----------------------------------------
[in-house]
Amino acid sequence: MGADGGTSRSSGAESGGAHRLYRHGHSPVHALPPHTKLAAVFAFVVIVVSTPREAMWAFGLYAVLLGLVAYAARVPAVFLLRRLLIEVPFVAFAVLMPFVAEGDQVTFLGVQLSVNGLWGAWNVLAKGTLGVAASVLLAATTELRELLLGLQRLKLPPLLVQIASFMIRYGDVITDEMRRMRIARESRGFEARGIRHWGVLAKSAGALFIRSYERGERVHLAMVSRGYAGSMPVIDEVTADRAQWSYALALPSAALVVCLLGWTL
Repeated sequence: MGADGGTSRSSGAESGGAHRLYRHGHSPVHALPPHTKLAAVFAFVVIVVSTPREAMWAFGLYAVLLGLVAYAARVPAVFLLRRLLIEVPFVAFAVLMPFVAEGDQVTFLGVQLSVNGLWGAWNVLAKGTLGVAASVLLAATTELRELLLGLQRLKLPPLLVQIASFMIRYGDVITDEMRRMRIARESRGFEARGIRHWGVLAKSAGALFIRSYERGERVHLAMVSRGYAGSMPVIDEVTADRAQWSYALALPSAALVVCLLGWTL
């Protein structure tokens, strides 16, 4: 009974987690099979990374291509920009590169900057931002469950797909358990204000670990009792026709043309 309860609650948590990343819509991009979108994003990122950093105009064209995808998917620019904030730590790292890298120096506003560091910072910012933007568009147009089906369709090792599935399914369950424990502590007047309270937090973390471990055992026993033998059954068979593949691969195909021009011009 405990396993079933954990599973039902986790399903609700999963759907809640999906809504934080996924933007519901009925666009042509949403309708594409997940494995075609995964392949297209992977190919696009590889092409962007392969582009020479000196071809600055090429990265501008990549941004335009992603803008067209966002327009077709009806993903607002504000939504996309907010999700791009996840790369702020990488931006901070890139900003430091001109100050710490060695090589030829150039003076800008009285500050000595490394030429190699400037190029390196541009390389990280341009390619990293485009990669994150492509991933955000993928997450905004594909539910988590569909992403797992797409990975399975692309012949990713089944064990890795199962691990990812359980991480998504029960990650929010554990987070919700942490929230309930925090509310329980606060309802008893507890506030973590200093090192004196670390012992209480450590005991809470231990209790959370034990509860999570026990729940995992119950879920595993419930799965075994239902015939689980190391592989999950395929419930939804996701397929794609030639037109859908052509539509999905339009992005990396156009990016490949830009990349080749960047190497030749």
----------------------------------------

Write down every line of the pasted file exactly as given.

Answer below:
[in-house]
Amino acid sequence: MGADGGTSRSSGAESGGAHRLYRHGHSPVHALPPHTKLAAVFAFVVIVVSTPREAMWAFGLYAVLLGLVAYAARVPAVFLLRRLLIEVPFVAFAVLMPFVAEGDQVTFLGVQLSVNGLWGAWNVLAKGTLGVAASVLLAATTELRELLLGLQRLKLPPLLVQIASFMIRYGDVITDEMRRMRIARESRGFEARGIRHWGVLAKSAGALFIRSYERGERVHLAMVSRGYAGSMPVIDEVTADRAQWSYALALPSAALVVCLLGWTL
Repeated sequence: MGADGGTSRSSGAESGGAHRLYRHGHSPVHALPPHTKLAAVFAFVVIVVSTPREAMWAFGLYAVLLGLVAYAARVPAVFLLRRLLIEVPFVAFAVLMPFVAEGDQVTFLGVQLSVNGLWGAWNVLAKGTLGVAASVLLAATTELRELLLGLQRLKLPPLLVQIASFMIRYGDVITDEMRRMRIARESRGFEARGIRHWGVLAKSAGALFIRSYERGERVHLAMVSRGYAGSMPVIDEVTADRAQWSYALALPSAALVVCLLGWTL
């Protein structure tokens, strides 16, 4: 009974987690099979990374291509920009590169900057931002469950797909358990204000670990009792026709043309 309860609650948590990343819509991009979108994003990122950093105009064209995808998917620019904030730590790292890298120096506003560091910072910012933007568009147009089906369709090792599935399914369950424990502590007047309270937090973390471990055992026993033998059954068979593949691969195909021009011009 405990396993079933954990599973039902986790399903609700999963759907809640999906809504934080996924933007519901009925666009042509949403309708594409997940494995075609995964392949297209992977190919696009590889092409962007392969582009020479000196071809600055090429990265501008990549941004335009992603803008067209966002327009077709009806993903607002504000939504996309907010999700791009996840790369702020990488931006901070890139900003430091001109100050710490060695090589030829150039003076800008009285500050000595490394030429190699400037190029390196541009390389990280341009390619990293485009990669994150492509991933955000993928997450905004594909539910988590569909992403797992797409990975399975692309012949990713089944064990890795199962691990990812359980991480998504029960990650929010554990987070919700942490929230309930925090509310329980606060309802008893507890506030973590200093090192004196670390012992209480450590005991809470231990209790959370034990509860999570026990729940995992119950879920595993419930799965075994239902015939689980190391592989999950395929419930939804996701397929794609030639037109859908052509539509999905339009992005990396156009990016490949830009990349080749960047190497030749």